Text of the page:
Friday, June 7, 2024

Making Best Use of Downtime

Many of my players don't like downtime. They want a fast-paced adventure where they know danger is around every corner. They prefer the kind of pacing that you see in modern Dungeons & Dragons play. Downtime for them is like a montage. And for many years, because I know my audience, that was how I played. Downtime only existed between acts or when the PCs decided to- and the unfolding events allowed them to- take a break.

The Evolution of Timekeeping Advice in D&D

As a kid, I missed reading the 1st edition Advanced Dungeons & Dragons Dungeon Master's Guide, I missed out on its advice for keeping time and running the game (I went from playing with the Mentzer "red box" Basic Dungeons & Dragons to using Mentzer Dungeon Master's Rulebook and the AD&D Player's Handbook, to using AD&D2nd edition. Thus, I missed the best resource ever written on running a D&D campaign. The AD&D2e Dungeon Master's Guide buried its advice a somewhat in favour of optional rules and setting design, and skipped some of the best options. Bu the time they decided to expand it in DMGR1: The Campaign Sourcebook and Catacombs Guide, the developers at TSR had very much moved away from Gygax. Here is the meat of their description of how to manage pacing of a campaign in DMGR1:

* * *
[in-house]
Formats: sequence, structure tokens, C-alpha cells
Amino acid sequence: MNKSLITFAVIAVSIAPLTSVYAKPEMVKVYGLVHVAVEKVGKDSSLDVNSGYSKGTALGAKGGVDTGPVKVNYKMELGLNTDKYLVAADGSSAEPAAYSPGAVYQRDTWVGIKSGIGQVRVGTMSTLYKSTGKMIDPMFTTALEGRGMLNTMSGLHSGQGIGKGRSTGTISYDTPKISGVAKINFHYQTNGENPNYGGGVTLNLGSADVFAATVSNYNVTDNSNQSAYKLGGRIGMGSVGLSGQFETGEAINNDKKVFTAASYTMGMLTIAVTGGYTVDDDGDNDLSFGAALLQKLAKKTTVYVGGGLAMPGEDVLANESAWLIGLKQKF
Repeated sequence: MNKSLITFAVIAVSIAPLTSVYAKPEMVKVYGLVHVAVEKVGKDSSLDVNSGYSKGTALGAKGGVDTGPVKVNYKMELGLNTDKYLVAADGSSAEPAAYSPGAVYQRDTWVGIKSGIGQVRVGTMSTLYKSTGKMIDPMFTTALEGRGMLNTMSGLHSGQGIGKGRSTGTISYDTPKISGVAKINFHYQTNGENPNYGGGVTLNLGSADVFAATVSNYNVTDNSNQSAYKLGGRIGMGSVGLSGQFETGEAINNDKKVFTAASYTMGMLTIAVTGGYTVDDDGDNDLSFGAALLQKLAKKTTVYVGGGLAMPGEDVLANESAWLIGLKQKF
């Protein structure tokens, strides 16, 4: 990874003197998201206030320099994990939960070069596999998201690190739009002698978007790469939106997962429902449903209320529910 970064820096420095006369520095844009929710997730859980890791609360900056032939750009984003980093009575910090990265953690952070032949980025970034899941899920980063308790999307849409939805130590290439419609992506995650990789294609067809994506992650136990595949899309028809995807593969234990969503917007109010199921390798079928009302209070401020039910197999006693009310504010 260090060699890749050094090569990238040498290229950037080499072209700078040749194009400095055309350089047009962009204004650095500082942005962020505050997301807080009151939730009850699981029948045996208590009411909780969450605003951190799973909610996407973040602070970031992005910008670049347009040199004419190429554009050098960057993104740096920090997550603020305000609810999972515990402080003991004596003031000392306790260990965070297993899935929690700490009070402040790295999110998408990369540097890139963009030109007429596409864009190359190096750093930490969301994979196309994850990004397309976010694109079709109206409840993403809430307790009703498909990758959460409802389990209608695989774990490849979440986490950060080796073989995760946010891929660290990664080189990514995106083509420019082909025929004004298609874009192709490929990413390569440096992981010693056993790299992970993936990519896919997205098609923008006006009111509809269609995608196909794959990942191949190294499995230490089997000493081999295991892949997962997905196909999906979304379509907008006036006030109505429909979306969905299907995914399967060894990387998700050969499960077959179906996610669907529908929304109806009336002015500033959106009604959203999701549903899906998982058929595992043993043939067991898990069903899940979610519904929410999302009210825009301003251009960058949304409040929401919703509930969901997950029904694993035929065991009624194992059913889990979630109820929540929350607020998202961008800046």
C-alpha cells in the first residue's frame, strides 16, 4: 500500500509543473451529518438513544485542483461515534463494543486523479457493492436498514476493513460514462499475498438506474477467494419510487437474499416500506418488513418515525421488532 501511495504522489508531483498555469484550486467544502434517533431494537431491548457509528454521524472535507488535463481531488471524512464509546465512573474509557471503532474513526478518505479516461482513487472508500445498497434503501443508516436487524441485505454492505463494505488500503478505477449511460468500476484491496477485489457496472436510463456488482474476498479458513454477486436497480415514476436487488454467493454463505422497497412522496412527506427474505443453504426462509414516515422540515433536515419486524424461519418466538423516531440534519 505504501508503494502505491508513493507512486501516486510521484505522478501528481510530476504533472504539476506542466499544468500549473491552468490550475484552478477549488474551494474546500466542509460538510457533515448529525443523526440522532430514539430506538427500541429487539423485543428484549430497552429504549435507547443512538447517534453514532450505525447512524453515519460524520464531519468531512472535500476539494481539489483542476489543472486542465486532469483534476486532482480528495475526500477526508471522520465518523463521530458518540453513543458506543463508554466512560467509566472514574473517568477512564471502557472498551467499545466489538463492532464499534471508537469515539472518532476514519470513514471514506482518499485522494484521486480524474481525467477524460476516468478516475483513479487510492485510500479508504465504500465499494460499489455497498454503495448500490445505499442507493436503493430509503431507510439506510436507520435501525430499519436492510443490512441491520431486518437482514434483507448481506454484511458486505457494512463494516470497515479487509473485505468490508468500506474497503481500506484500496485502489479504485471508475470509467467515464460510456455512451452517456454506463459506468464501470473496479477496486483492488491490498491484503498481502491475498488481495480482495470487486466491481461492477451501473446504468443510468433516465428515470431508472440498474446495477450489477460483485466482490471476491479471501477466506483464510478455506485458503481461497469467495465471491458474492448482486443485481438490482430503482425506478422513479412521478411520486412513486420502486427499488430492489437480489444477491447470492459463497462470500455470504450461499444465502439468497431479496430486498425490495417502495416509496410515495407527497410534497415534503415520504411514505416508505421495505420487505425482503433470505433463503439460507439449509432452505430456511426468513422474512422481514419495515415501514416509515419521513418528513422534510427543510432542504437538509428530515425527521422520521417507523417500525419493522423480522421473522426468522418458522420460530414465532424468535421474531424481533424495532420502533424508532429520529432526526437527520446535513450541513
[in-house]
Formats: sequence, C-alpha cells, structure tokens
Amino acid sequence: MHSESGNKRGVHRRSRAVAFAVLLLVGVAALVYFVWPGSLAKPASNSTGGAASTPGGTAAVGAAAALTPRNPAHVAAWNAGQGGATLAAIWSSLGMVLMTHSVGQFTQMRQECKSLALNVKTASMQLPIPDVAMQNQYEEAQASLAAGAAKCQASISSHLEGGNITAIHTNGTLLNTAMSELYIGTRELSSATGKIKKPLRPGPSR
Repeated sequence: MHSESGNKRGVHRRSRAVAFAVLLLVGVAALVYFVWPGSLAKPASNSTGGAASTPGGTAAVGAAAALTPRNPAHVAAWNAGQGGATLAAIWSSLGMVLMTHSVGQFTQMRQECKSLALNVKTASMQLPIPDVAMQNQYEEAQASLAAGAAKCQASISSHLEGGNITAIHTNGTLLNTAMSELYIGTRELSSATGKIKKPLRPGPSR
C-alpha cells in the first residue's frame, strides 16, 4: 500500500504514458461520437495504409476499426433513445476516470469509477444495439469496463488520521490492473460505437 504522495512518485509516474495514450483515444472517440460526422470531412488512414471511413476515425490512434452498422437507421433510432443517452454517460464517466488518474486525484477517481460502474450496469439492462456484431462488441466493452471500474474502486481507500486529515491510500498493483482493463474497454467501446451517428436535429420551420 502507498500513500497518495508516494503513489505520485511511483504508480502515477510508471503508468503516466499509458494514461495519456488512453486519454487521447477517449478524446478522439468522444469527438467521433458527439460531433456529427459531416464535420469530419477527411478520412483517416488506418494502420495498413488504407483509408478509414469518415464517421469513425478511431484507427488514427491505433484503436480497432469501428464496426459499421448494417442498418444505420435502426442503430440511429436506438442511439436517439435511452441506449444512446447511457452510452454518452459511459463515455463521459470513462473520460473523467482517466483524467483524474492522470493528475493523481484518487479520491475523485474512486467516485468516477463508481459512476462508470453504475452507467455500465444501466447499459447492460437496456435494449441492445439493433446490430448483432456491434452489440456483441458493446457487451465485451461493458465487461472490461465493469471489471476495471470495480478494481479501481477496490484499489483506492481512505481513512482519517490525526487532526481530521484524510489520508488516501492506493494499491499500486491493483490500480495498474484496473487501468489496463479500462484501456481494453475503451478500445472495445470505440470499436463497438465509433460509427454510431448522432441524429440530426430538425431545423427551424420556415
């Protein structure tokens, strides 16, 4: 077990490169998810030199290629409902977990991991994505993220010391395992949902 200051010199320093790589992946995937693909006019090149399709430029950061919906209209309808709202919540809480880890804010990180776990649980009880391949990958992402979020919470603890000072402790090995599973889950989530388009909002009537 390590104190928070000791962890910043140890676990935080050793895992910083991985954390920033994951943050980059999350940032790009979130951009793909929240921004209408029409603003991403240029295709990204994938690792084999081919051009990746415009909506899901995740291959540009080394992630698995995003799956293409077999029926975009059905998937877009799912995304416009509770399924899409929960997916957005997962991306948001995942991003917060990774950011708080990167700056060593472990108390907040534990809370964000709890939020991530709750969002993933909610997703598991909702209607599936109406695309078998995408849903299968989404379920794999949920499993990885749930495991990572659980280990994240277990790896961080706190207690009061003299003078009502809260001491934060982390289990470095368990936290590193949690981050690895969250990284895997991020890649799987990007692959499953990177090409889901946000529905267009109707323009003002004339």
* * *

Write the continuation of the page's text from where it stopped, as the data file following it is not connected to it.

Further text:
The ideal adventure game session plays like a good book reads. There are times when it moves slowly while the players soak up the rich atmosphere of the DM's world of wonder. Suddenly the action builds to a furious climax as swords swing and spells zing in pulse-pounding excitement with little time for complicated planning. Then the rate of play relaxes and once again, the players can take their time to plot and plan and prepare. As a storyteller, the DM must actively control the pace at which events and actions take place in his game. Pace of play is an intangible sort of thing that partakes of the speed, variety, intensity, and continuity of game play in an ad- venture. Speed refers to how fast the action in a game takes place. 

Variety suggests a selection of play styles and encounters, including combat, puzzle solving, and role- play. Intensity has to do with the level of suspense the DM has created in the game—from a peaceful or even silly "none at all" level to the "nail biting fear and frenzy" of- ten associated with movies where undefeatable alien monsters eat everyone but the heroine and the kid.